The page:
- When you’re making friends, try to make friends with similar academic goals as you, being surrounded by party hardy people probably isn’t the greatest, especially if you’re trying to get into a more competitive program than them/you already have a heavy workload that requires a lot of time and effort and attention…no offense. Also, having people around you that are in the same program/similar program is really beneficial when it comes to needing help on something/those times when you just need a pump of motivation to keep you going.
- You probably shouldn’t skip classes…on a regular basis..it’s surprising how much you can learn from a lecture, UNLESS it’s actually absolutely USELESS to go to lecture, if that’s the case, attend another lecture if offered, or actually learn the material and keep up, by yourself at your own pace – just don’t leave self-teaching up until the night before the exam.
- Actually keep up with readings if the prof says that you are responsible for knowing the material from said readings, because if you don’t…..it just won’t turn out the way you’d like it to.
I have received the questions: “How do you study with the party scene UBC has?” “Do you find it hard to focus on your studies with all the parties going on?” etc etc etc., many many times. My answer to the second one is a flat out: NO. As any other university, parties DO exist at UBC(shocking, no not really), I’m not going to lie and say “Oh yeah, UBC is full of people studying 24/7 and that’s all they ever do, so no parties here” – that’s a load of cow feces, and everyone knows that. Of course there are parties here and it’s ultimately your choice as to how involved in the party scene you’d like to be. UBC has a competitive enough atmosphere for it to have people that are focused on studies and their academic career, to not distract you via parties. It’s cool to go have fun when you can, but if you don’t want to/don’t think you can afford to lose time in that way, then don’t, it’s as easy as that. If you’re constantly being nagged and pressured to go party with friends, to the point of it being a distraction, then stop hanging around them if they aren’t willing to respect your decisions. Go find yourself some new friends that are similarly goal oriented as you and will influence you in a positive manner. Some people can party all night long, every night and still pull off some miraculously fantastic grades, while others, cannot do that, i.e., partying all the time and then ending up on Academic Probation(you do not want that). Your main priority at university is to study and succeed academically, if you don’t put your studies first then you may have to face some unfavourable consequences(this is not a myth). Find the perfect balance that works for you with studying and socializing, you may end up making a few mistakes along the way, but take those as learning experiences. Just don’t hesitate to say no to other people, remember, do what’s right for you, not what is seen as “right” in the eyes of your peers. You’re out to impress grad/post grad schools(if that’s in your education line), not those around you with the party scene.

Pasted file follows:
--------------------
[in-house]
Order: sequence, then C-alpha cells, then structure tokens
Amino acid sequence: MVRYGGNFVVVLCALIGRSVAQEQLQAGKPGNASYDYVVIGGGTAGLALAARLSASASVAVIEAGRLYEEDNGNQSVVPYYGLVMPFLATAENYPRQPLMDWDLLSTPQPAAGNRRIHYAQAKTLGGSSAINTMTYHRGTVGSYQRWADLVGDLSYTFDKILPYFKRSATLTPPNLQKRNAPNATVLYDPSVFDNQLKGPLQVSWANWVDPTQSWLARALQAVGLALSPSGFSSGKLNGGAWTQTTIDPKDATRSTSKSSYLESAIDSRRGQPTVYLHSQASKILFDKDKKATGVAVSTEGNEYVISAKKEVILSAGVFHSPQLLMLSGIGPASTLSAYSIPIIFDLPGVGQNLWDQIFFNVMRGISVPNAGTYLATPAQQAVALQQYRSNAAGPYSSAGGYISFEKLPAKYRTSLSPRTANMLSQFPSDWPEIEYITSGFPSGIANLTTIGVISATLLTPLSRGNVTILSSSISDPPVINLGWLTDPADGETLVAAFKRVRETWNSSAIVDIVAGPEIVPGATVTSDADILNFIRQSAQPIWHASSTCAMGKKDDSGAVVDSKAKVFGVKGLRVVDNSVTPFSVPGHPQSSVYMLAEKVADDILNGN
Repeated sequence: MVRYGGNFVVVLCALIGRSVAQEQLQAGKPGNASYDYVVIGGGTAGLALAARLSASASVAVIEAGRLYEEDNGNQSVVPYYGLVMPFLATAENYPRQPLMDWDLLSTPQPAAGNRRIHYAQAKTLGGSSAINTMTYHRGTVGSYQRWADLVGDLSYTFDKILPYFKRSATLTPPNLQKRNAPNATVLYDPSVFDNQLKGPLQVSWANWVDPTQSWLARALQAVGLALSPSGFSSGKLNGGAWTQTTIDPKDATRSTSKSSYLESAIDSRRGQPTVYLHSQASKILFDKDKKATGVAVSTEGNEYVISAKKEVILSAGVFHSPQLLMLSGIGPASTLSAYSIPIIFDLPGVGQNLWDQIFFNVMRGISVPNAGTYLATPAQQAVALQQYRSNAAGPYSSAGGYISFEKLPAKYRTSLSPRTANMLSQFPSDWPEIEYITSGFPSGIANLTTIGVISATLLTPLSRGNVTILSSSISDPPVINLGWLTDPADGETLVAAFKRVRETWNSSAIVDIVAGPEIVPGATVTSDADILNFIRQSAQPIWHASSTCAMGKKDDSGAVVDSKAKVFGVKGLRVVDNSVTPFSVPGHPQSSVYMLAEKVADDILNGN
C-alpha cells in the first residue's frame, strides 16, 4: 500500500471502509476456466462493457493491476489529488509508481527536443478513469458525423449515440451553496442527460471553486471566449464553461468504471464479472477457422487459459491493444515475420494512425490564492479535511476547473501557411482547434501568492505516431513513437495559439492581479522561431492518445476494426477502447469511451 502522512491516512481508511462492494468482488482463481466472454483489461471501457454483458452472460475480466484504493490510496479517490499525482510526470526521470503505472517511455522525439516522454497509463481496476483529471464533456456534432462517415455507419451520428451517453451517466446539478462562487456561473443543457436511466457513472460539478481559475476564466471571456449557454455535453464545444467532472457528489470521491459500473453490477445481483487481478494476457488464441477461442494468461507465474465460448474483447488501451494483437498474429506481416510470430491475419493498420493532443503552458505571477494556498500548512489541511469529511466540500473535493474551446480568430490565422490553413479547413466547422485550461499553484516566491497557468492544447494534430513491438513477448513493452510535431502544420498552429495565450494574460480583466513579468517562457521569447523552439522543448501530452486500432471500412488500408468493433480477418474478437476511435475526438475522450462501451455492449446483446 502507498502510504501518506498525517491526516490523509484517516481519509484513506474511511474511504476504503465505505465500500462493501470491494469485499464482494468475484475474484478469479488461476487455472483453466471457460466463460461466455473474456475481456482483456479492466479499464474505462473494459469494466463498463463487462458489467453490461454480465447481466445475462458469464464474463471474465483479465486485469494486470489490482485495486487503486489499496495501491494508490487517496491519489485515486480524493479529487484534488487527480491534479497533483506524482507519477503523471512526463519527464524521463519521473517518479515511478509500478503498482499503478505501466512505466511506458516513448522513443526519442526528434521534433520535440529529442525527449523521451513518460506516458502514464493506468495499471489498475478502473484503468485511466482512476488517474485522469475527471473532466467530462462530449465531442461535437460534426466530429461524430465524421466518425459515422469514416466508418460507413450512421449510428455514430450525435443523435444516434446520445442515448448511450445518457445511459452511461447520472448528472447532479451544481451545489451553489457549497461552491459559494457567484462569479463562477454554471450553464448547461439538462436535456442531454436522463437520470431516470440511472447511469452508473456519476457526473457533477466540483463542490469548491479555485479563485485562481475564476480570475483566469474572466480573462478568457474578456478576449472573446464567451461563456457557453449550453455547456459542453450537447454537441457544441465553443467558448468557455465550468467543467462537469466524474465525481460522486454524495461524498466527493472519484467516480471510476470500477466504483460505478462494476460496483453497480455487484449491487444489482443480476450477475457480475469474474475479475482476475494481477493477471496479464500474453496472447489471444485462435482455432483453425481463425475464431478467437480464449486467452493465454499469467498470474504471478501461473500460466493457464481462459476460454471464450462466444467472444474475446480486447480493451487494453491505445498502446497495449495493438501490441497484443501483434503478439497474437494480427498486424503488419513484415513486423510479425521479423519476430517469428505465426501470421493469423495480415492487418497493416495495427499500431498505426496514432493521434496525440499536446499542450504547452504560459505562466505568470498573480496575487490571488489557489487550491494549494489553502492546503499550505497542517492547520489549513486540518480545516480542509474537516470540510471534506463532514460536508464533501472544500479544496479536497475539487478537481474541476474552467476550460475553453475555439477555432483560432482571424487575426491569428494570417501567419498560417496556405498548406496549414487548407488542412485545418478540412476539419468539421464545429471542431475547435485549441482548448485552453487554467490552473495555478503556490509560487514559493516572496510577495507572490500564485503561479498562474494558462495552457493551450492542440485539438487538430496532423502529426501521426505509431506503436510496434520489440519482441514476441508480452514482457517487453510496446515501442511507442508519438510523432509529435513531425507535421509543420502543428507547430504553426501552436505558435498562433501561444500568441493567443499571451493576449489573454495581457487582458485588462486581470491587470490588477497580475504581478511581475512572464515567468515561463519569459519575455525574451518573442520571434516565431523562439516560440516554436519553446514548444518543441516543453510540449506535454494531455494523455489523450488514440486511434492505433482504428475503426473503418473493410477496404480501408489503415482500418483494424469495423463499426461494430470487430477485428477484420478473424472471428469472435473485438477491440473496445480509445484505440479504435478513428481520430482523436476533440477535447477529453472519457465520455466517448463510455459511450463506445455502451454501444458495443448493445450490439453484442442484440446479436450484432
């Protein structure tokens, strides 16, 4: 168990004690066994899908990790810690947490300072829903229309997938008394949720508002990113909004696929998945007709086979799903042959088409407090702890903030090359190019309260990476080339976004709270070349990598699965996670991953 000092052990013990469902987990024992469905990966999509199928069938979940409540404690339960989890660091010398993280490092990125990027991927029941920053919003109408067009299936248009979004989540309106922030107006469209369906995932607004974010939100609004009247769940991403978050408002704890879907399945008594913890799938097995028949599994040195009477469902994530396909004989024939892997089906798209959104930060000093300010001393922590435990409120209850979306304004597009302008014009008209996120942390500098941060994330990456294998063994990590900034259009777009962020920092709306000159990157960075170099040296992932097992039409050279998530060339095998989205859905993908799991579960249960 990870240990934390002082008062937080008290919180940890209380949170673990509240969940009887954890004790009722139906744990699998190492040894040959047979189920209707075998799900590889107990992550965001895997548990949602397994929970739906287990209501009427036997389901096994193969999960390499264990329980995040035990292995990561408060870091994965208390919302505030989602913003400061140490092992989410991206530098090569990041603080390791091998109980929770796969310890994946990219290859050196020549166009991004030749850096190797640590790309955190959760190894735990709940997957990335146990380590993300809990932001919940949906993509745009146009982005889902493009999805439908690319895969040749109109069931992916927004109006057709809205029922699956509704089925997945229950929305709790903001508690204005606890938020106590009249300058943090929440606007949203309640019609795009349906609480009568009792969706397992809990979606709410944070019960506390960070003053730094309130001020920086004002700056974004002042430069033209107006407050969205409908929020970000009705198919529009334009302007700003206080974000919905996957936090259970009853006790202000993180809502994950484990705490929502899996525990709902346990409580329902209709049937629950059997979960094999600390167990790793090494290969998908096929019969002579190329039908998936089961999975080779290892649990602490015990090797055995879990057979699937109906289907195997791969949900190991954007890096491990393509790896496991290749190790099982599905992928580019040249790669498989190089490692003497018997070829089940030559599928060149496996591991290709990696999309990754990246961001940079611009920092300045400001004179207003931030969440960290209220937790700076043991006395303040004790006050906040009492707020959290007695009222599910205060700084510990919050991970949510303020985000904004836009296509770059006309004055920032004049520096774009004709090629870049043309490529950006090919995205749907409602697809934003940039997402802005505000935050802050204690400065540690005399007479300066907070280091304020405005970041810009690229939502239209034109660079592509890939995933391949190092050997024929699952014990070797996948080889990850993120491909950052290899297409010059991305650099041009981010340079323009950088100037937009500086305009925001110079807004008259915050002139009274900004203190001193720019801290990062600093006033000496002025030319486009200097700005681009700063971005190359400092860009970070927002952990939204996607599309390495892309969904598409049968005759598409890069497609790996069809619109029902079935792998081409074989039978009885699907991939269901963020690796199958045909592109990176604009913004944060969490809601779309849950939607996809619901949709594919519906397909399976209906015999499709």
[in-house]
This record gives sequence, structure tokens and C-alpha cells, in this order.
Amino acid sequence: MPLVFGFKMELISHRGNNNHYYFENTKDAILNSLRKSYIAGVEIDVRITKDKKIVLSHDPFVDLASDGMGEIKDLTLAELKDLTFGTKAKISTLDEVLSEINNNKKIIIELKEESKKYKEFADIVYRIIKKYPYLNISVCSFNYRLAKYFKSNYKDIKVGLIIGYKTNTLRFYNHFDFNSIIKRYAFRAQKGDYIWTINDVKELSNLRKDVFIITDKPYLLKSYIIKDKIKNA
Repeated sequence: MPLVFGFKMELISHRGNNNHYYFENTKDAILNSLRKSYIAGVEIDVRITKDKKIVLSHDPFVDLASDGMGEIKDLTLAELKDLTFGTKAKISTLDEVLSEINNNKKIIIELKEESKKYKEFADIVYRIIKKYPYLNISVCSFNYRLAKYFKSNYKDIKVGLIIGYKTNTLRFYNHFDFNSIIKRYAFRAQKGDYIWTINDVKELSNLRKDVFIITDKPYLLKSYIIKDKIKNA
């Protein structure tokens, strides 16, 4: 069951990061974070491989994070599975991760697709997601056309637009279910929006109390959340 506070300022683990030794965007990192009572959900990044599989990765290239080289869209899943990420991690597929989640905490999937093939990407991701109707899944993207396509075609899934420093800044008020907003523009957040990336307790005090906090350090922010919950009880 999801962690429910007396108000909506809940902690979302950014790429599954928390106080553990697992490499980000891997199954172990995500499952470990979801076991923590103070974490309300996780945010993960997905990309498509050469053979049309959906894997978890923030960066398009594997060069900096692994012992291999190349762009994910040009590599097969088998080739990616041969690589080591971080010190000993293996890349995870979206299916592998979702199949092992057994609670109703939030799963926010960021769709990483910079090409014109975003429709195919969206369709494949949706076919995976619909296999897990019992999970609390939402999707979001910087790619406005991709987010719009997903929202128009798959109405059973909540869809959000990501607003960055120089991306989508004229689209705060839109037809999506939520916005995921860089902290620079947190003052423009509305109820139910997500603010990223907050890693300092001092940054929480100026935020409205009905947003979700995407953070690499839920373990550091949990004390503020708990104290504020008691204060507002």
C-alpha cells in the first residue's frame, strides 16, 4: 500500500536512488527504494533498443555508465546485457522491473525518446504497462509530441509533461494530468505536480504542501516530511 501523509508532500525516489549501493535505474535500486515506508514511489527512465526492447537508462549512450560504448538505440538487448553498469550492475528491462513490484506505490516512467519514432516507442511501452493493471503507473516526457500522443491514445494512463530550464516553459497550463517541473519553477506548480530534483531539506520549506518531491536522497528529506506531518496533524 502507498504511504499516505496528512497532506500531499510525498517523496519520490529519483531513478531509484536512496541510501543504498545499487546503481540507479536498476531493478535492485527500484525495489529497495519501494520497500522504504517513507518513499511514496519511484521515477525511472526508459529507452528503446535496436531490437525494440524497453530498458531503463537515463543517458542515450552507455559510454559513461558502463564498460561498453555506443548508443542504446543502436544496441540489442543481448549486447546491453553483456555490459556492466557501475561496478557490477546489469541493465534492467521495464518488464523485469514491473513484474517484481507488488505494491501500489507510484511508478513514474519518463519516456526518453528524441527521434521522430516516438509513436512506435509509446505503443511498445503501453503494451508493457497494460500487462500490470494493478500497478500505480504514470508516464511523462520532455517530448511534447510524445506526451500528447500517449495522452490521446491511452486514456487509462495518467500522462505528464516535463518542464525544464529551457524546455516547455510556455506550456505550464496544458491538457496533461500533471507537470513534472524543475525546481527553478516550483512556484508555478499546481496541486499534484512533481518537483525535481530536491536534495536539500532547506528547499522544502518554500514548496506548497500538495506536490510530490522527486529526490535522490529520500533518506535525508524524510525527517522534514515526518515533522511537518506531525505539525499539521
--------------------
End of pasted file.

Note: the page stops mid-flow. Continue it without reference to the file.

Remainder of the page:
The end of a school year is rather bittersweet for most people. The sweet part – it’s summer, you’re thrilled to be done with school, and hoping that all your “hard work” has paid off and that you end up with favourable final results; and then the bitter part – the goodbyes, especially to those living far away from you and those that won’t be returning to your school in the fall. I have never been good at goodbyes, I hate them, hate hate hate hate hate. I used to think that it was just easier to just leave without any form of acknowledgement of a farewell – but no, I was wrong. Finding out that someone is leaving is probably one of the most heartbreaking things to hear. Over the past month, I have felt like people are coming into my life and leaving it like rapid fire. Why, I ask myself. Why aren’t people there to stay? The only ‘conclusion’ I’ve come up with is that people come into your life for a reason, maybe it’s to set your path straight, or for some motivation or inspiration, or for you to appreciate yourself more and to help you find your self worth, or maybe it’s something else. Then, once what they needed to do is done, their time is up for one reason or another, and before you know it, they’re leaving – or so that’s how it’s felt for me lately.
This whole second term has been an “eye opening” term, and I would probably consider it my best term(on a WIDE spectrum of things , ie., academically, socially, personally, emotionally, etc etc etc) in the 2 years I’ve been at UBC. I’ve learned a lot about myself through people I’ve met/”re”-met. I’ve shut myself in…and out..and I’ve realized things about myself which I should have figured out long ago. I’ve been the happiest I’ve been in a long time, and probably even the most emotionally confused I’ve been in a while. I’m thankful for certain people that I’ve met this term and those that have stuck beside me and my ups and downs; without most of them, I wouldn’t have had that “push” that I needed in order to carry on with things and gain the motivation that I had to just complete the term and get on with life. Regardless of all that, I’m at that point where I can “quote” Bob Marley and say ‘Don’t worry about a thing, ’cause every little thing gonna be all right.’